The head of Ford’s electrification effort has thrown some serious shade at Tesla over quality issues and promises that you won’t have to make that compromise with Ford’s electric vehicles.
Darren Palmer, one of the original members of Ford’s Edison team tasked to design the brand’s first all-electric vehicle and now the head of development for Ford and Lincoln’s battery-electric vehicle, had some interesting comments in a new interview.
In an interview with Autoblog in the margins of the launch of the Mustang Mach-E, Palmer said that electric vehicle buyers until now had to compromise and accept some “flaws”.
“The doors fit properly, the plastics and other materials color-match, the bumpers don’t fall off, the roof doesn’t come off when you wash it, the door handles don’t get stuck in cold weather. …”
While the executive didn’t mention Tesla by name, several of those quality issues have often been associated with the brand.
He says that buyers will not have to make these “compromises” with Ford’s electric vehicles.
It would be easy to just respond with a “yeah but” and list all the things that Tesla does better than Ford when it comes to electric vehicles because there are plenty.
Tesla vehicles have longer range, can charge faster, and are more efficient than Ford’s new Mustang Mach-E.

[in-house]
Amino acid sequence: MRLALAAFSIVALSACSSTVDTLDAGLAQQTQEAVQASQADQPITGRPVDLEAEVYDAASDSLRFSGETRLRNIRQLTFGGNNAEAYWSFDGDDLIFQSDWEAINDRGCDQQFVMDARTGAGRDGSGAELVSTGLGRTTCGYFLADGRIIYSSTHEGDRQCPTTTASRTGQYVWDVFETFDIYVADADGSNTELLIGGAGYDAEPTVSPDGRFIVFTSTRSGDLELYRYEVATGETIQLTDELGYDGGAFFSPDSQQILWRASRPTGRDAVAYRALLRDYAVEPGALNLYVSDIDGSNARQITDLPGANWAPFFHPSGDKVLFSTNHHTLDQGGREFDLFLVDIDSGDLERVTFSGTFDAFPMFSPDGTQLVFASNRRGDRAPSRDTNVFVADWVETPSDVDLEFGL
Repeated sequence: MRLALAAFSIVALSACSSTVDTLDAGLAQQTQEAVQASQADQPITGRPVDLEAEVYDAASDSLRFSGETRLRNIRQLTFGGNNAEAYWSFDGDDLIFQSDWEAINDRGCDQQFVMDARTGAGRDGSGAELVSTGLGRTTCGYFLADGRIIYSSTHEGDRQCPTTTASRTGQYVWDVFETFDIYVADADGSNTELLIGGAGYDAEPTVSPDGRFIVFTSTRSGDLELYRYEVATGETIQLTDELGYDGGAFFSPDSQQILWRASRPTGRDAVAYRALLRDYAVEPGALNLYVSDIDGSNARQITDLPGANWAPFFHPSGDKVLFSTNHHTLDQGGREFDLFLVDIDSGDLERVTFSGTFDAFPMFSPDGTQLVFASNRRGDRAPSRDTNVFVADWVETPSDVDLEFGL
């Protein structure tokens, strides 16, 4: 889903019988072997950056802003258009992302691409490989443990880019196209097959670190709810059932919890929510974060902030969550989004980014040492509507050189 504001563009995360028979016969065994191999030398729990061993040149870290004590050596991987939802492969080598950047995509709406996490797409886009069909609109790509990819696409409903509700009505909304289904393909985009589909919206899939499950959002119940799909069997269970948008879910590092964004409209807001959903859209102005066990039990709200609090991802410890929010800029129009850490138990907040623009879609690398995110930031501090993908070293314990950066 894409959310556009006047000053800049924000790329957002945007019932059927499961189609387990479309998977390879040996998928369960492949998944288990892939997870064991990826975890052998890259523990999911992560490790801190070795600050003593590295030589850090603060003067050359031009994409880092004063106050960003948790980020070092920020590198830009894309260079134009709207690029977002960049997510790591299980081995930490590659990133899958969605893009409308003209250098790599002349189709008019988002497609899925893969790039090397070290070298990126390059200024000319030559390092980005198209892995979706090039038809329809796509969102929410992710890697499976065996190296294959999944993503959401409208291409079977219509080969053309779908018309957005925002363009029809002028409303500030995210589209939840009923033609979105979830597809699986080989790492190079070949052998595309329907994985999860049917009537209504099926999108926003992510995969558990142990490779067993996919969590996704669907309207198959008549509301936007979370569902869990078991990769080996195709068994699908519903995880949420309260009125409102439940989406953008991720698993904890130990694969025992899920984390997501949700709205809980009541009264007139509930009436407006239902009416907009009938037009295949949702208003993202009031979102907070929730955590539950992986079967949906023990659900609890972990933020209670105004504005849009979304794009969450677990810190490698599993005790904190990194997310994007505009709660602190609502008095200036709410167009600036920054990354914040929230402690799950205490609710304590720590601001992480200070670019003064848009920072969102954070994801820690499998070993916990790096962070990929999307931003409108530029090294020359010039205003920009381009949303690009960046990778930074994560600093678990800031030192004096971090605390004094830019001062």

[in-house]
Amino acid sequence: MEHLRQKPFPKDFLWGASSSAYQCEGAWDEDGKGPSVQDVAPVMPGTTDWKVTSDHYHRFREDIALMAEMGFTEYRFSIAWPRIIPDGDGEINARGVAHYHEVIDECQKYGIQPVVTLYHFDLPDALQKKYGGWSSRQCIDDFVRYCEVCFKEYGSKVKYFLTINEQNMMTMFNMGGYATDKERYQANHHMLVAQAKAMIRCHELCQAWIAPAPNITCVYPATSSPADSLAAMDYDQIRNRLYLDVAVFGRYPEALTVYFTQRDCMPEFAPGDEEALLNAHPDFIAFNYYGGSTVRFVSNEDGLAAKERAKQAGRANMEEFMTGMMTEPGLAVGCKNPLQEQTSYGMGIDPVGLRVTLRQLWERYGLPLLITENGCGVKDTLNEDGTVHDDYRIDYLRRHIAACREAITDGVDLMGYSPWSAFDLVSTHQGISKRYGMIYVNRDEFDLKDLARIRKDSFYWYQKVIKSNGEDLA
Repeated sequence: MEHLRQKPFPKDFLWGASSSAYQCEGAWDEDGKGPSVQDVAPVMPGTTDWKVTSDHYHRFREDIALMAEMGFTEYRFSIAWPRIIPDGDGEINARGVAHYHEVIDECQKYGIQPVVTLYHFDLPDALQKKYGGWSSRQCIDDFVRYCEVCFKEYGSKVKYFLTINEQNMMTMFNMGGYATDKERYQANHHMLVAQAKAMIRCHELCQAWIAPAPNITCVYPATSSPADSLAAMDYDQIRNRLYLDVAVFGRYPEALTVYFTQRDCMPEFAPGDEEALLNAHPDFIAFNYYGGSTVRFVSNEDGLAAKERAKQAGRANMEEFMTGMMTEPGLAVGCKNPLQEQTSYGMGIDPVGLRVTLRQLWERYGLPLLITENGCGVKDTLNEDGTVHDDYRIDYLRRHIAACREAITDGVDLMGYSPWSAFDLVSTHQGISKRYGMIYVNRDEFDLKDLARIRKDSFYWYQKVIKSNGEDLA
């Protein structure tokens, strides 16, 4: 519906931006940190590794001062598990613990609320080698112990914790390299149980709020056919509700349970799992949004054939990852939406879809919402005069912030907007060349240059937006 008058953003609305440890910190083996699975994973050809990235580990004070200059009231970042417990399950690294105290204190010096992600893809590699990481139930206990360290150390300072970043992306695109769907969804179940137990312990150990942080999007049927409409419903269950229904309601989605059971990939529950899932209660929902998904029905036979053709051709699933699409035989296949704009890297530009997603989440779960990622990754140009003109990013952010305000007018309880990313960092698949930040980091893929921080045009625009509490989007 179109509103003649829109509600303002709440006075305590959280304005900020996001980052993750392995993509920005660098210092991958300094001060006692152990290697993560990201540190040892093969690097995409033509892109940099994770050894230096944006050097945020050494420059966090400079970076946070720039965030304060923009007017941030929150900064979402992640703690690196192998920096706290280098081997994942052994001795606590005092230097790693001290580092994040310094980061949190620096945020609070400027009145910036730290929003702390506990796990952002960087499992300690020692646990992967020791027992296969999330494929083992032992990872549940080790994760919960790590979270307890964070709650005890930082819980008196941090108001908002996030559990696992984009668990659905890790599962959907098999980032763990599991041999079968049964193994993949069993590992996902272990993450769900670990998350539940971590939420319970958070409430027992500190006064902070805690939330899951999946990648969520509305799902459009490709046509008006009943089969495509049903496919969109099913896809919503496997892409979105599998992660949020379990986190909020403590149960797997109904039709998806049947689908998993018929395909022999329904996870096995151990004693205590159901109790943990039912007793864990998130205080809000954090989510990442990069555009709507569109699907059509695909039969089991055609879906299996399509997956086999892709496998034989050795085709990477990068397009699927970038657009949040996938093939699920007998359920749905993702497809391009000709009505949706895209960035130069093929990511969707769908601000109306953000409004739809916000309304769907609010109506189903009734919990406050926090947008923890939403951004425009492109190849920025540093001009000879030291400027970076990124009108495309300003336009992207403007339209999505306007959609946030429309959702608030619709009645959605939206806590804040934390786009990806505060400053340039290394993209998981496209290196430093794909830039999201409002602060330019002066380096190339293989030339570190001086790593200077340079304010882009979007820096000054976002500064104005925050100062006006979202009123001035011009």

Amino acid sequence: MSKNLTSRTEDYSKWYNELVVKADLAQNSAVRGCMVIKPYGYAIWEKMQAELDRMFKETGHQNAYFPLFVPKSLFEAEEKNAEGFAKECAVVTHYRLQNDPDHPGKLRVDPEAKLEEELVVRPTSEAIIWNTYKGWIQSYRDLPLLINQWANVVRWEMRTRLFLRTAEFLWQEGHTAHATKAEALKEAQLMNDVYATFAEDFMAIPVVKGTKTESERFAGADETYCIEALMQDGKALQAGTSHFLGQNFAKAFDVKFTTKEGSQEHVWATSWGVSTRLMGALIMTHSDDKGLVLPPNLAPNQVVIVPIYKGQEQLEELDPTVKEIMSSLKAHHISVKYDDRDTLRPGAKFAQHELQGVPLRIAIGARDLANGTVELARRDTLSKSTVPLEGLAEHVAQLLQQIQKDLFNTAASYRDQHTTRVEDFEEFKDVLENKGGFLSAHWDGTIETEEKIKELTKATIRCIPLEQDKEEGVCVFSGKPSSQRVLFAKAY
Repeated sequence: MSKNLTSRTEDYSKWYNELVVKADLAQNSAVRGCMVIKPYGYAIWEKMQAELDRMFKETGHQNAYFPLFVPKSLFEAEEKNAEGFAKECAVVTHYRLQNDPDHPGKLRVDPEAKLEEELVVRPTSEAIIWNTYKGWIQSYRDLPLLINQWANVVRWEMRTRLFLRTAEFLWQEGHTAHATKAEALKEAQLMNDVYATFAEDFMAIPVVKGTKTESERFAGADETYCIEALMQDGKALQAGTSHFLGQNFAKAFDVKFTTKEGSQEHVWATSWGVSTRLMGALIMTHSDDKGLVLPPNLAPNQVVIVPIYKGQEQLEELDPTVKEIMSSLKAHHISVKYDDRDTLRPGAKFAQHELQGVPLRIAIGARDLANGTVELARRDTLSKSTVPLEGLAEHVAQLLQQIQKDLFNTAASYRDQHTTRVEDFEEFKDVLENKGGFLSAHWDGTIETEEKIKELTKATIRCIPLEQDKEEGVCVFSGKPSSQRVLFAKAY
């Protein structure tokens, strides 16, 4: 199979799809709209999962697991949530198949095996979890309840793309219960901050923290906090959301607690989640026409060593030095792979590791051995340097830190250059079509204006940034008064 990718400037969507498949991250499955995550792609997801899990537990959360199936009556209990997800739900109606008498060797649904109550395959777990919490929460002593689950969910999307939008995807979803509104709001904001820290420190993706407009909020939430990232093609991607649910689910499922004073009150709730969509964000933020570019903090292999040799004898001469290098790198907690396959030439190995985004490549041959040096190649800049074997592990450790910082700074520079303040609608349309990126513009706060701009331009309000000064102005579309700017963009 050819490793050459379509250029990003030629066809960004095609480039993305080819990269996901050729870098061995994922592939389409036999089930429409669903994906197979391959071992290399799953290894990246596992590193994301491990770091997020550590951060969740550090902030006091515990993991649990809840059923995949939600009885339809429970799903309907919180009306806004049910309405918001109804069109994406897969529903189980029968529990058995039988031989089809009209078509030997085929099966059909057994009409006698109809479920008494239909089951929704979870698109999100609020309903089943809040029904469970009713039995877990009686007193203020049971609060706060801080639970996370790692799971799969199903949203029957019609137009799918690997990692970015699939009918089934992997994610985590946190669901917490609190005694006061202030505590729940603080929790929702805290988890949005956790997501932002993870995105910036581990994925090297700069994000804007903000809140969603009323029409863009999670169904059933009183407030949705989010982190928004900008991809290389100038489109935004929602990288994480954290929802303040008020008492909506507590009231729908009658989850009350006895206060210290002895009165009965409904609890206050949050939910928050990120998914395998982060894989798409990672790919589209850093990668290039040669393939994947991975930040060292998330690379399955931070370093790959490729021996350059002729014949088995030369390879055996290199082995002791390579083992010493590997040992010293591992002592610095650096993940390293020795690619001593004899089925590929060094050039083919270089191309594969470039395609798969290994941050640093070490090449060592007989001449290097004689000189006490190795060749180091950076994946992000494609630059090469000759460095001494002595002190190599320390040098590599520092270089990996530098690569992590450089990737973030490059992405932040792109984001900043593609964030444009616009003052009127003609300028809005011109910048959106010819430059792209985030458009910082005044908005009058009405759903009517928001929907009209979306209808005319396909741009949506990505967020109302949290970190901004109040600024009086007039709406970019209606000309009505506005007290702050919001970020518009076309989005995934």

But Palmer also has a point here. If we can know that he is talking about Tesla without even mentioning it by name and just listing a bunch of quality issues that we associate with the brand, it tells us that Tesla has some quality issues.
Tesla’s fast pace has resulted in some quality problems and we have especially seen those in early new vehicle launches, like with the Model Y in 2020, and during Tesla’s end-of-quarter pushes when the automaker tries to deliver massive numbers of cars in very short periods of time.
The automaker should definitely work on that, but at the same time, this fast pace is also what pushes innovation and results in Tesla achieving industry-leading specs with its EVs, especially when it comes to efficiency and range.
Some people will always prefer that while others will prefer to go with Ford and potentially avoid those quality issues.
I think both companies should look at each others to improve here and I’m excited for the potential of the new EV competition to push the overall quality of new electric vehicles higher.
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